3. Negotiate rates and fees.

There are plenty of services you don’t want to give up, especially when you’re stuck at home. However, this doesn't necessarily mean you're stuck paying a high rate. Sometimes you can negotiate your way to a lower monthly bill without changing your package, so just call to ask if you qualify for any savings or promotions. First run an online search to see if any competitors are offering a lower price and use this as leverage in your negotiation. In some cases, switching providers may be your best or only option for lowering your monthly payment. This is especially true when it comes to your homeowner’s or auto insurance policy. Use sites like Insurance.com, PolicyGenius or The Zebra to gather quotes quickly and compare rates in one place. Otherwise, consider lowering your package or coverage options. For instance, this is a good time to lower your mobile data plan and hook up to WiFi at home instead to save money. Or, increase your car insurance deductible -- since you’re not driving as much, you’re less likely to get into an accident and this will reduce your monthly payment amount.

4. Boost savings with a side hustle.

Cutting expenses is the first step toward alleviating the financial pressure in your budget, but sometimes it’s not enough. Give yourself some extra cushion each month by taking on a side hustle. There are so many fun ways you can make money on the side that it won’t even feel like work. For instance, you can become a virtual tutor through Varsity Tutors, teach music lessons via LessonFace, or sell your favorite recipes at CookingLight.com for $50 each. If you love animals, you can even pet sit or walk dogs through Rover.com to make up to $1,000 extra a month. The platform makes it easy to set up a profile and a schedule that works based on your availability.?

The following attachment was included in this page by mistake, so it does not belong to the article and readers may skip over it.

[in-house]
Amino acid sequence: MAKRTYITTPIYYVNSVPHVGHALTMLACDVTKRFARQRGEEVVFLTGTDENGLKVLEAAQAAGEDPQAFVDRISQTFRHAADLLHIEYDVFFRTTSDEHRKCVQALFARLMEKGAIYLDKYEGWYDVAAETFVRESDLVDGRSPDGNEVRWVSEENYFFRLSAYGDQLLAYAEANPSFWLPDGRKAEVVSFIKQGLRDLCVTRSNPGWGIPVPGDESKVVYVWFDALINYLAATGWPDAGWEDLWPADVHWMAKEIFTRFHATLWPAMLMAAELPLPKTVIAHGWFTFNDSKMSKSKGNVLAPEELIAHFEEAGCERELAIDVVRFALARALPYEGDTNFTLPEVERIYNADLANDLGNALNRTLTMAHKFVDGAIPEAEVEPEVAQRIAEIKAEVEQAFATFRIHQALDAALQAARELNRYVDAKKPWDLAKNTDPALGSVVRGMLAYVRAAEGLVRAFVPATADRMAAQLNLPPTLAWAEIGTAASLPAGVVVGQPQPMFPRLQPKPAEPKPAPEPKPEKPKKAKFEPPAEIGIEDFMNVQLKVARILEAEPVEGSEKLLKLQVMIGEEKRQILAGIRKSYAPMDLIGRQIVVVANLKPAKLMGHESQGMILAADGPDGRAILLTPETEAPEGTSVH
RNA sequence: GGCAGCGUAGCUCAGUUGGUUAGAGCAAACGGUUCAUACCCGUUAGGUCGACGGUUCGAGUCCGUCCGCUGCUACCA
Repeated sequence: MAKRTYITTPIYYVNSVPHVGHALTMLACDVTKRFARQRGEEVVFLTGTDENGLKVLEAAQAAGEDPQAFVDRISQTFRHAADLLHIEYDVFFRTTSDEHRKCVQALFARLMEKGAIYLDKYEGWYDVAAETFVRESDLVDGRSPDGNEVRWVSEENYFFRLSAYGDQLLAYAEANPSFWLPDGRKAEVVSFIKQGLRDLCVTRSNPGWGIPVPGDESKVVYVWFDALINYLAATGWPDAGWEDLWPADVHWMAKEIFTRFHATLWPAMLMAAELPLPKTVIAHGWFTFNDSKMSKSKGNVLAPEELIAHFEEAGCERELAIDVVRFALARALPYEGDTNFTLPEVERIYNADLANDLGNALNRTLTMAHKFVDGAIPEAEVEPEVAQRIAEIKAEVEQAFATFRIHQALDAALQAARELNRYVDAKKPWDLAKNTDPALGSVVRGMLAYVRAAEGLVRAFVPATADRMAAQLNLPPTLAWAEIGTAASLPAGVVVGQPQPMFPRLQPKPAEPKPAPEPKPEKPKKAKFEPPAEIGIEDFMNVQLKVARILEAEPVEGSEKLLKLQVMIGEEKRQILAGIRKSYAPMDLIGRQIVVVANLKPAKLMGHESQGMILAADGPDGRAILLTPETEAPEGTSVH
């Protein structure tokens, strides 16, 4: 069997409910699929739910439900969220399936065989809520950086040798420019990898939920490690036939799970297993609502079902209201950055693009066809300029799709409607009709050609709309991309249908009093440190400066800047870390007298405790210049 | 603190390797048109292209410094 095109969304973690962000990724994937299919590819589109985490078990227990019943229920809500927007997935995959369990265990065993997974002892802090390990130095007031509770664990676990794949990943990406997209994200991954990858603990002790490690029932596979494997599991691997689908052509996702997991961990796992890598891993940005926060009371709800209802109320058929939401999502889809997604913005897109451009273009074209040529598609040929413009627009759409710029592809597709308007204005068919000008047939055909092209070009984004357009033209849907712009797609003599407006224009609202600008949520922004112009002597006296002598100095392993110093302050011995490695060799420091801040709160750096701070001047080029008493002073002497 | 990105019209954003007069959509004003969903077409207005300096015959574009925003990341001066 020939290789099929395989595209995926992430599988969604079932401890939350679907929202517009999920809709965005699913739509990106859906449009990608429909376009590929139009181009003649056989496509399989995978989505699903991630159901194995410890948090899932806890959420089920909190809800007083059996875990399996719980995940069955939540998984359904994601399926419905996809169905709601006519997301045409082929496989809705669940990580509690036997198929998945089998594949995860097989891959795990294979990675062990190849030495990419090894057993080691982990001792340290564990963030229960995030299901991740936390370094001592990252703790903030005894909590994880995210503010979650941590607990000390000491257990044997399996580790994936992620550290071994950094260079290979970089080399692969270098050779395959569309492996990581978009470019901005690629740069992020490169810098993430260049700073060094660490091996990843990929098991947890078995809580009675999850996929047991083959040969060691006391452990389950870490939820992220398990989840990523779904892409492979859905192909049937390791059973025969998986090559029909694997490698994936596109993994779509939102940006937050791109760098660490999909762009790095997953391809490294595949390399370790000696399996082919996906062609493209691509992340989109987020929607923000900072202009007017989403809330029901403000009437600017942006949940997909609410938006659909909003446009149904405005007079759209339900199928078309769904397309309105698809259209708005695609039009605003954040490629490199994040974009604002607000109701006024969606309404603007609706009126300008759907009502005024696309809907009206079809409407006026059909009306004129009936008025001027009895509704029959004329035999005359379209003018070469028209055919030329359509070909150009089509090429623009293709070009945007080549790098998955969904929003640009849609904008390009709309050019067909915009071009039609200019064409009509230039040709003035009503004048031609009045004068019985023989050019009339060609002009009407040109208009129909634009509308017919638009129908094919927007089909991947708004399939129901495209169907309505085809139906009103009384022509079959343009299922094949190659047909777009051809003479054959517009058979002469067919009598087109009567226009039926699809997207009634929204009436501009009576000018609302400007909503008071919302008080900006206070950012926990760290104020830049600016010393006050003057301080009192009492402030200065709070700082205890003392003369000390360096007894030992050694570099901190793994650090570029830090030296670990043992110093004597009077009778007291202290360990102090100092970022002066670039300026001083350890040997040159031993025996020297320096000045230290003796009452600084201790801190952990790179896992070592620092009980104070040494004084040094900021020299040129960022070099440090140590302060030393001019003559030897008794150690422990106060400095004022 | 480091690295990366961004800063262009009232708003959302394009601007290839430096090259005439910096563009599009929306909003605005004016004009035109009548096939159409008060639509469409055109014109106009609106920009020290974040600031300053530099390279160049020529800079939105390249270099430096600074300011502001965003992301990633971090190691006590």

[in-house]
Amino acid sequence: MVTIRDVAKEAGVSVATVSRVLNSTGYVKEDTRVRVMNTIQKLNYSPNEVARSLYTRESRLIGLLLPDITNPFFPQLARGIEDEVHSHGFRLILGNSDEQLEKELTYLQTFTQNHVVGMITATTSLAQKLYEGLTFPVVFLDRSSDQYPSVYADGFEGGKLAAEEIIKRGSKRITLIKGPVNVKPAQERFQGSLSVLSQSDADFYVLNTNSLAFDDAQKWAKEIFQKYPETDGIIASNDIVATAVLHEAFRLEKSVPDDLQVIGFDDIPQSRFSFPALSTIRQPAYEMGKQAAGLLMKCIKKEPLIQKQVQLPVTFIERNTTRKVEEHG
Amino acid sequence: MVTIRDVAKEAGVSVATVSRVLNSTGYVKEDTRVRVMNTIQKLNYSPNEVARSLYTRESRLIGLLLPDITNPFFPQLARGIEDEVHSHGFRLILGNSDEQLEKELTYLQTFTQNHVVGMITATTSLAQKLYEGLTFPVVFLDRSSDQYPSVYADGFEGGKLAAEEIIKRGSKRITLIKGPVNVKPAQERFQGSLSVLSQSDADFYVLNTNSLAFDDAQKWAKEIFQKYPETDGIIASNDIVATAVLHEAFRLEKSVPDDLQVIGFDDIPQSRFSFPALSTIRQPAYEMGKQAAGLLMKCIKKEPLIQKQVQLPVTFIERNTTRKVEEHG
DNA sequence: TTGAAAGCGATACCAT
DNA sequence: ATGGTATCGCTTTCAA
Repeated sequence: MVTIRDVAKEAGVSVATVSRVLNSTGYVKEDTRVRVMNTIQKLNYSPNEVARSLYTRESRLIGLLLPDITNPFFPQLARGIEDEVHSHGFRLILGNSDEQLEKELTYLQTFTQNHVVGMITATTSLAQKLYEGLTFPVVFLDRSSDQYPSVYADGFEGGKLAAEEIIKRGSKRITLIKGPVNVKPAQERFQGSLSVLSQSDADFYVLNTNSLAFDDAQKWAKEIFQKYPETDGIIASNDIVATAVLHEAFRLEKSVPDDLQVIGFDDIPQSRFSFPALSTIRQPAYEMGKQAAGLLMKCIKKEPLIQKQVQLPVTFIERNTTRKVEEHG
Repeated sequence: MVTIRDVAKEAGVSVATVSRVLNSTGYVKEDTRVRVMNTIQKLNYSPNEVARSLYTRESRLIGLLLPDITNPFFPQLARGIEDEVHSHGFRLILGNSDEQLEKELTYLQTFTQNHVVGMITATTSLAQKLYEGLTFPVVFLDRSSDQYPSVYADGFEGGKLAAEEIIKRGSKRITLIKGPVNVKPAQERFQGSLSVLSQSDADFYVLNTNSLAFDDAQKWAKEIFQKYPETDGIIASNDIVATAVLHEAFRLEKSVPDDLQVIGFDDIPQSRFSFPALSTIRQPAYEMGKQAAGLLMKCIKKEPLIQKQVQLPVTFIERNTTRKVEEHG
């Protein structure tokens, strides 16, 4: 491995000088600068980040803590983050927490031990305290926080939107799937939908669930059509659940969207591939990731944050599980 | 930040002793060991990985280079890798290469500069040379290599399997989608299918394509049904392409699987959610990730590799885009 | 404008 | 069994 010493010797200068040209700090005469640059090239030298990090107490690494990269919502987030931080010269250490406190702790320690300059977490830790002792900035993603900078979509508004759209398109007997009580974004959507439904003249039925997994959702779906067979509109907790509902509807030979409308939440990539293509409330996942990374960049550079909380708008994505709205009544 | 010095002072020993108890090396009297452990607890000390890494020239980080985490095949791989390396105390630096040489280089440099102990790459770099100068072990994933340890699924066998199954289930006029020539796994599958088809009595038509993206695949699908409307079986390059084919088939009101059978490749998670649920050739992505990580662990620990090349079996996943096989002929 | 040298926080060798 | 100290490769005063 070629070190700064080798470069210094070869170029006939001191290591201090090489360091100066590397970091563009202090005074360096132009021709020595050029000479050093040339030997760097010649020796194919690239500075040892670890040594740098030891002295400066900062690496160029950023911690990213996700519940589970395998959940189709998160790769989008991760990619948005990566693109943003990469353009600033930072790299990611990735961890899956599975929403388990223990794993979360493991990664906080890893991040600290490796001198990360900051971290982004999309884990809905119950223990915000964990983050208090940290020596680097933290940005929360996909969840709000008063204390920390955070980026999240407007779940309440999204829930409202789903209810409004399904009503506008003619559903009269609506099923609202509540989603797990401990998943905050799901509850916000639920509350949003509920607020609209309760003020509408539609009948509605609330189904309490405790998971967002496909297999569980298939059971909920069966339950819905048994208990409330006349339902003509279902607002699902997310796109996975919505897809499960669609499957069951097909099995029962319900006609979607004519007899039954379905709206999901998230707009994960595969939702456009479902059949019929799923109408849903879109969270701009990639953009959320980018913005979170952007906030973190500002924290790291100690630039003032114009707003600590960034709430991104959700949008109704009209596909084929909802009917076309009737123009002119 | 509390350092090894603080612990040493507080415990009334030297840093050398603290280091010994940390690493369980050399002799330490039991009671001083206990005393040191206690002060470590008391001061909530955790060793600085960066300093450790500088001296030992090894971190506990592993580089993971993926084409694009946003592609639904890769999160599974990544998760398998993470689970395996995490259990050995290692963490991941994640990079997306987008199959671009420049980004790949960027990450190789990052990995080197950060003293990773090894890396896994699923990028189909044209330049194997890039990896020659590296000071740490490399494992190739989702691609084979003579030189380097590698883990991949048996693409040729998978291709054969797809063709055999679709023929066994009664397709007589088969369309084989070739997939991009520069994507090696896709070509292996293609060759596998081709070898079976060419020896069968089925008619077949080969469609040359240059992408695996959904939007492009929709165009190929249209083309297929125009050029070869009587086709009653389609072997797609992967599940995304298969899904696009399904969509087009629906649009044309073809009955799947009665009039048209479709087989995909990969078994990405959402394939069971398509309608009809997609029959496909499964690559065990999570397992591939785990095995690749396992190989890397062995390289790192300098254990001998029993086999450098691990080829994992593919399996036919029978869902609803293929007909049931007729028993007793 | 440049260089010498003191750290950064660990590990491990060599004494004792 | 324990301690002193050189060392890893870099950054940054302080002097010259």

5. Reduce energy use.

Now that you’re home more, energy use will be at an all-time high so it’s important to think about how you can cut back. There are small things you can do that will have a big impact on your electricity bill. For instance, unplug gadgets like your coffee maker, cable box, and chargers when not in use. These devices still use energy when plugged in even in the off mode, you could be wasting unnecessary energy that hikes up your utility bill. Additionally, washing clothes in cold water, using fans to help circulate air and installing a programmable thermostat are other ways to help reduce your energy bill.